Put it in Writing

Writing a cover letter as part of your internal job application is a great way to stand out – especially if it’s not a requirement of the application. Some companies only require an online application, but you will make a statement by taking the time to craft a cover letter that details your experience and why you are the best candidate for the job. Attach your letter and resume to your application, if possible, or email it to the appropriate hiring manager.

Dress for Success

If you land an interview, again, it’s vital that you treat the process just as you would if you were applying for an outside position. Internal candidates can sometimes feel more confident and comfortable than outside applicants because they may already know the hiring committee and they already feel comfortable in the environment. But you are still competing for the job with many other candidates, so don’t get too comfortable. Dress for success and present yourself as professionally as possible by wearing a business suit – this is no time to wear your nursing scrubs.

Follow Up

After your interview, be sure to follow up with the hiring manager or committee with a written thank you letter to reiterate your interest in the position and your commitment to the company. You’d be surprised how many candidates do not follow up after an interview, so if you do, you’ll stand out. Send a handwritten note on a professional note card for a personal touch.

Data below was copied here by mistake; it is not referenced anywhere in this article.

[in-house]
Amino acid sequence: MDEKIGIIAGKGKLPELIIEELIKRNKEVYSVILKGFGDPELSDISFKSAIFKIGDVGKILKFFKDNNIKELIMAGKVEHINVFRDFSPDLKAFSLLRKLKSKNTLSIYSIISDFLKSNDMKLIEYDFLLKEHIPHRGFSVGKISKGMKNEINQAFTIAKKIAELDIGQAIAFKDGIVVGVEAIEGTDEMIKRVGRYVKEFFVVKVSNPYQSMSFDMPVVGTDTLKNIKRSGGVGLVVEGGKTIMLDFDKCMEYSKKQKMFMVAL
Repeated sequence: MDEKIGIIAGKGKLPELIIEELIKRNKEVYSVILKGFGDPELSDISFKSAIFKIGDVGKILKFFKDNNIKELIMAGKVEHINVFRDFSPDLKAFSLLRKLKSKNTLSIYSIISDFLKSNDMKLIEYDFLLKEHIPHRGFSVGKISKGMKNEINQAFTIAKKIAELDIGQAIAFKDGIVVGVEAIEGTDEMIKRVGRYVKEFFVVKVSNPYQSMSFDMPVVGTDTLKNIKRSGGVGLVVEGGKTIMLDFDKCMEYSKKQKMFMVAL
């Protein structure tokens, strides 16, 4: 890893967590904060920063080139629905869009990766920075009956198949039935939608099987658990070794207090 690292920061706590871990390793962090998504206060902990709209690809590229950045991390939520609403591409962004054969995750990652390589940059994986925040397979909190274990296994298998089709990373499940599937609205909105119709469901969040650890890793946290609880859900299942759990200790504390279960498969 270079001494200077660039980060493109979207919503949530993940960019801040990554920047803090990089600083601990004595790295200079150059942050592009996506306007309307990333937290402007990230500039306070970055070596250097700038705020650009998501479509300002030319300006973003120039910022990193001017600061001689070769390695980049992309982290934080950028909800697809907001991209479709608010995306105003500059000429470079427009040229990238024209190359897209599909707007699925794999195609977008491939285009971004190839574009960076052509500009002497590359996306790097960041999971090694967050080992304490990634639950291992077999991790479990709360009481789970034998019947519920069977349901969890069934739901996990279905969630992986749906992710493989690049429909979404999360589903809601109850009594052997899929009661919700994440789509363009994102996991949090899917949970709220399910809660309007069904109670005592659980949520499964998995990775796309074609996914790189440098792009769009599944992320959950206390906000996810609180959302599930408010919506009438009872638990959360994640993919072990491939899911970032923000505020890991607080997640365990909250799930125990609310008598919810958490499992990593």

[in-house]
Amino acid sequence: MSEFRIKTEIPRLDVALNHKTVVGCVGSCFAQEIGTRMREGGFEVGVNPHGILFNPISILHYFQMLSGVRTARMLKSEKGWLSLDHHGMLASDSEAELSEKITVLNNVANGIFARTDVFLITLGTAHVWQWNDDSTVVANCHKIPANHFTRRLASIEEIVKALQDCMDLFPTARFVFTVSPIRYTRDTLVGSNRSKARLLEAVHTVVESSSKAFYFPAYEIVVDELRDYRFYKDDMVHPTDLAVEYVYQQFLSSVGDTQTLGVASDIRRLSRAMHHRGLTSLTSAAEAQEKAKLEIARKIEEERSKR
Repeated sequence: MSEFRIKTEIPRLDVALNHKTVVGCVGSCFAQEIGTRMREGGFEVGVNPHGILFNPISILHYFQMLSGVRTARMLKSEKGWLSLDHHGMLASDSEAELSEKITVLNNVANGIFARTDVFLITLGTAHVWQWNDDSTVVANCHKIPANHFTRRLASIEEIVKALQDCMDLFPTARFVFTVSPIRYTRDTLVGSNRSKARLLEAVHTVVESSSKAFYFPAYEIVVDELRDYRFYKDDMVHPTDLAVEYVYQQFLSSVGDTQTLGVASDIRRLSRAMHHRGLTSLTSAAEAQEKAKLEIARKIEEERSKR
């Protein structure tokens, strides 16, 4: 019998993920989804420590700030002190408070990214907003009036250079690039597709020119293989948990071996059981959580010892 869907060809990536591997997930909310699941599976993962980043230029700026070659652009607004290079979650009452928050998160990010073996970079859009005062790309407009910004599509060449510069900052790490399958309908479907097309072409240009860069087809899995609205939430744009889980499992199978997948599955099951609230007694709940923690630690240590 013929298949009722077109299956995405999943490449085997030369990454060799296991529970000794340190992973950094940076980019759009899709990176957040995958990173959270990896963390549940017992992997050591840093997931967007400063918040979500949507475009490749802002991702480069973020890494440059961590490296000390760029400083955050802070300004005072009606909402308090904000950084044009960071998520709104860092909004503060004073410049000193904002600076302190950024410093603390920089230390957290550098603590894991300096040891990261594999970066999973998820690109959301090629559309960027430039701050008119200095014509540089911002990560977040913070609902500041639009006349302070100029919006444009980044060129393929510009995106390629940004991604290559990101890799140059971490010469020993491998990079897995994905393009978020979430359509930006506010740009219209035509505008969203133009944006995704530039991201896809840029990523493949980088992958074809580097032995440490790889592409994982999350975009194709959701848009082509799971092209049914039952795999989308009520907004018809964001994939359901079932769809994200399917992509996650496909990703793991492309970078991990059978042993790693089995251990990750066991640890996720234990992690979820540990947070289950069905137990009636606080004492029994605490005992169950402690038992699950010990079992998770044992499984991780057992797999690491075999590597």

Tell Your Boss

Should you tell your boss that you are applying for internal positions? This can be a tricky area since you’re not certain that you will land the new job and you don’t want to give your current manager the impression that you’re unhappy (even if you are). According to Allison Doyle, job search expert, it’s best to present your desire for the new position in a positive light. She writes: “The best rationale focuses on the positive aspects of the new job without expressing dissatisfaction about the job you have now. In fact, it is usually safest to emphasize that you are enjoying your current job, so your boss doesn’t think you can’t wait to move on.”

Ensure your boss that you would like to advance your career and this opportunity is too good to pass up. Try to be selective about which internal positions you apply for so that it doesn’t look like you’ll take any open position.

Landing a new position within your current company can be a great way to grow your career. Keep your eye out for a more challenging position and follow these tips for landing the job.

Denene Brox is a Kansas City-based freelance writer.